Smart Plug Reviews - Your Wireless Outlet Switch

Having electricity in our homes is now something that we (in the developed world at least) take for granted. Yet in more than a century nothing has fundamentally changed about the electrical systems of our homes from a user’s point of view. Yes, the quality of the electricity is much improved and safer than ever, but as a home dweller you still plug stuff in and then physically close an electrical contact with a switch. That is still pretty much the same.

The humble wall plug provides us with a lot of opportunity for smart technology integration. There are many cases in which you would want to control the plugs in your walls remotely or automatically. There are also things you would like to know, such as how many watts your appliances are sucking up and whether you are really being a green energy user.

Smart plugs, as they are called, are a relatively affordable way to turn your electrical outlets from dumb holes that spew out raw electricity into something more appropriate for a modern civilization.

Here I have reviewed some of the most promising smart plug solutions you can buy today and tried to decide if they are worth buying yet. As usual I put my favorites at the top, but this is not a ranked list.

Best Overall: TP-LINK Wi-Fi Smart Plug

I have had a spotty past with TP-Link products. They are for the most part a network product company, but they also do other things that are somewhat related. I owned a few TP-Link WiFi devices a few years ago that were pretty awful, but that was a long time ago and they’ve got it all sorted out now.

This product looks pretty good, which is to say that you won’t notice it at all. That’s great, because wall outlets are not meant to be attention-grabbing. The price for a single unit may be a little on the steep side for some, so perhaps you aren’t going to be converting every outlet in your home right away, but it is not so expensive that you couldn’t get the most important appliances hooked up to your network.

With this plug you can do a couple of things with the supplied iOS and Android app. Obviously you can turn things on and off remotely – that’s sort of a given. There is also a scheduler, so that you can manage when some things will come on. An away-mode lets you simulate people being home by setting things to switch on and off at certain times.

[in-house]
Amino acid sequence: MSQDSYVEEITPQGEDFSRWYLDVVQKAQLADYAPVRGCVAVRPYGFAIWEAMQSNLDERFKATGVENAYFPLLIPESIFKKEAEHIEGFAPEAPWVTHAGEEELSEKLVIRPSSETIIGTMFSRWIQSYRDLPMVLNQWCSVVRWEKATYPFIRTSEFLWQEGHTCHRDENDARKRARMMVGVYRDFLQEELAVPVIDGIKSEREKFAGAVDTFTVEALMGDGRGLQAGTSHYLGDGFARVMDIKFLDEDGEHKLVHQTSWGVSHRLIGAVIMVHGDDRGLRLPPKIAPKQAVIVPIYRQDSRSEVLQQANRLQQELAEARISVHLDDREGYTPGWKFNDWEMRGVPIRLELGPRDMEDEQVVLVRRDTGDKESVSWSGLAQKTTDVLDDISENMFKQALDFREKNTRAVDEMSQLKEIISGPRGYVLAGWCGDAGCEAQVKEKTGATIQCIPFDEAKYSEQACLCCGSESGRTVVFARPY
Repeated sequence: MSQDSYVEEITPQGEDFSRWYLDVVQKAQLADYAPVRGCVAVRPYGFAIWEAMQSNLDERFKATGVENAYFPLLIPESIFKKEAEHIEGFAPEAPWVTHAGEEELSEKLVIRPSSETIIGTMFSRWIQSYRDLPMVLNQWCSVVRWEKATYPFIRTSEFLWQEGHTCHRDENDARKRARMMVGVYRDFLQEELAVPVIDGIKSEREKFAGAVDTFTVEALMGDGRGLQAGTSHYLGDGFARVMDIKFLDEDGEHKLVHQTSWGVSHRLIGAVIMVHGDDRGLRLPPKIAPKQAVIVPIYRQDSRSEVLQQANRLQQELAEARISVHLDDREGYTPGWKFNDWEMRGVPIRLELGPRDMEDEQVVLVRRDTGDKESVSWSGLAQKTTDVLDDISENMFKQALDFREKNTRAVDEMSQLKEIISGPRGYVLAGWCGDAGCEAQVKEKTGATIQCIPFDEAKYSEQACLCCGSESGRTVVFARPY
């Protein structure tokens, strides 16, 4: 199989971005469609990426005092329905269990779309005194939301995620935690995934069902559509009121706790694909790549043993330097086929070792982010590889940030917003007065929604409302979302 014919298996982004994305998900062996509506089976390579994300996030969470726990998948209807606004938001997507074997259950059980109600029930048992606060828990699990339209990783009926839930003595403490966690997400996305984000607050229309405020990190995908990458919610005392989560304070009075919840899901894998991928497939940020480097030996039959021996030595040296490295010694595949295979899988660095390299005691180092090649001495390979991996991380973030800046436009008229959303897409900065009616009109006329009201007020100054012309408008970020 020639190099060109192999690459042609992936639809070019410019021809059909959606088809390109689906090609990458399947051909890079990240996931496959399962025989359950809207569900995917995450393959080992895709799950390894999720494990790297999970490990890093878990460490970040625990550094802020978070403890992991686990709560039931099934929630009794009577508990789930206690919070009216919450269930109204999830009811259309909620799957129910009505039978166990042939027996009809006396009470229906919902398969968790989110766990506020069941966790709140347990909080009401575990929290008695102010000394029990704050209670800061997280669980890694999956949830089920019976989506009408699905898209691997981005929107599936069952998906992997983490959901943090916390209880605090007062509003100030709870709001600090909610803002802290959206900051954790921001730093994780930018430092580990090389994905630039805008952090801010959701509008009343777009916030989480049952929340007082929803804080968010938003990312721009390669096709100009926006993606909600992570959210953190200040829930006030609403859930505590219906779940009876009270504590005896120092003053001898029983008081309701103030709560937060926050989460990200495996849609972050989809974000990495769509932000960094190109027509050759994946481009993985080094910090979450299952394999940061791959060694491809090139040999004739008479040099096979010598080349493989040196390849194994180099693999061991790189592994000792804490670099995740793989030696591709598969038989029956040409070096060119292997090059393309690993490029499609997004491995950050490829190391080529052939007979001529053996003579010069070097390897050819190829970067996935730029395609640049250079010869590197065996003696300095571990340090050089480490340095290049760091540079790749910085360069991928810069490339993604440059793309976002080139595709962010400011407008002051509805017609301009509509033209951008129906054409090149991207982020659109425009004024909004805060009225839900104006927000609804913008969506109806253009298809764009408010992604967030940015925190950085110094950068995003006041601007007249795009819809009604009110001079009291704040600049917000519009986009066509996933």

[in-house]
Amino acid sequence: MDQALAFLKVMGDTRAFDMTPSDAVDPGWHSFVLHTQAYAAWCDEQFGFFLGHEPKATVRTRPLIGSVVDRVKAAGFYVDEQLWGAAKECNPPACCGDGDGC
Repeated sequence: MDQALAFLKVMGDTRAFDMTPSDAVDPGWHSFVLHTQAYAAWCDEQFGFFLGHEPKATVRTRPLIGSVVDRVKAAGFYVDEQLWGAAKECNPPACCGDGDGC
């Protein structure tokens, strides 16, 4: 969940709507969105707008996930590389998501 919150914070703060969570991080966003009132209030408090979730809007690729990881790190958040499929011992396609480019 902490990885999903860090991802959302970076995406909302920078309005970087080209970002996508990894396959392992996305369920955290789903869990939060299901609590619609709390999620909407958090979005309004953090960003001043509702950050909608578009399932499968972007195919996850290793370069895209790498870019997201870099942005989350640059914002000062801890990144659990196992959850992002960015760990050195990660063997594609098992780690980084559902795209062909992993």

The TP-Link plug works with Amazon Alexa and doesn’t require a hub, which is great if this is where you are starting off your home automation process. This also means that you can use voice commands via Alexa to do stuff with the plug.

Surprisingly TP-Link is offering a two-year warranty and 24/7 technical support. Not bad for a cheap product. There’s also a slightly more expensive model that also does energy monitoring. So if that feature is important to you that may be the model to go for.

Based on customer reviews it really looks like the plug is performing as advertised and TP-Link is providing active technical support for people who are having trouble. I’m surprised, but I have to give credit where it is due. This is a great product at a really good price.

Best In-Wall Option: GE Z-Wave Wireless Lighting Control

Most of the smart plugs you’ll see are simply plug-and-play devices that you simply slot into your existing outlets. That’s a very good thing for people who are renting, for example, or don’t want to engage in any sort of DIY. If you are automating as a homeowner or building a new place then maybe it’s better to commit fully to the home automation revolution and build that smart plug right into the wall.

General Electric is of course a natural choice to provide us with just such a product. It looks at first glance just like any other outlet and the fact that it is built flush into the wall means it is the most space-saving and elegant solution.

This outlet is one product in an entire range of Z-wave wall hardware. GE also has switches, dimmers, and fan controls that make use of the Z-wave protocol.

Obviously, since this is a Z-wave system, you will also need a Z-wave gateway in order to control any of the equipment using a smartphone or other internet-connected device.

The power limit on this outlet is 600w since it is only meant for small appliances and lighting control, but for almost all modern small appliances this is more than enough. You don’t get a wallplate either, but you’ll probably want to use the existing one.

Although you do have to handle a screwdriver a bit, these are really not hard to install, just make sure you know what you are doing and take the right safety precautions. If you are in doubt, ask a professional or a friend who knows their stuff.

As far as Z-wave stuff goes, this is a solid product and how much joy you will get out of it really depends on the Z-wave gateway that you have. It lacks just about all of the smart features you find on the other products such as scheduling or power monitoring, but then again all of those functions will be integrated into the gateway,